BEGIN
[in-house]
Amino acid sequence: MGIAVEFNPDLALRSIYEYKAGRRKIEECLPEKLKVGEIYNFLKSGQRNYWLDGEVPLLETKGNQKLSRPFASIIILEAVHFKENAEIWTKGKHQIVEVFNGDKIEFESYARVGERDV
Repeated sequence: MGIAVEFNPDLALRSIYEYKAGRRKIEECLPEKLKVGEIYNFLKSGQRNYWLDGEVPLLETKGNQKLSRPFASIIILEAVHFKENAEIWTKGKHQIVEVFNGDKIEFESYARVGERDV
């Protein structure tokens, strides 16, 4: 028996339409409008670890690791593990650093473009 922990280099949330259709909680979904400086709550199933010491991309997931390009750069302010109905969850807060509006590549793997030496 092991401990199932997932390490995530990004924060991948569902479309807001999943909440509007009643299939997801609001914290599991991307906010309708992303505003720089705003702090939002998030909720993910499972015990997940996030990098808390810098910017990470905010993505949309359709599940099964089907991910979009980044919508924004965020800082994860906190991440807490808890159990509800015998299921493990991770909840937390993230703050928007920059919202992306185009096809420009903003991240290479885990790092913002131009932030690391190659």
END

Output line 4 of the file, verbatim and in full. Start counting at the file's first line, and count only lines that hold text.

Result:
């Protein structure tokens, strides 16, 4: 028996339409409008670890690791593990650093473009 922990280099949330259709909680979904400086709550199933010491991309997931390009750069302010109905969850807060509006590549793997030496 092991401990199932997932390490995530990004924060991948569902479309807001999943909440509007009643299939997801609001914290599991991307906010309708992303505003720089705003702090939002998030909720993910499972015990997940996030990098808390810098910017990470905010993505949309359709599940099964089907991910979009980044919508924004965020800082994860906190991440807490808890159990509800015998299921493990991770909840937390993230703050928007920059919202992306185009096809420009903003991240290479885990790092913002131009932030690391190659």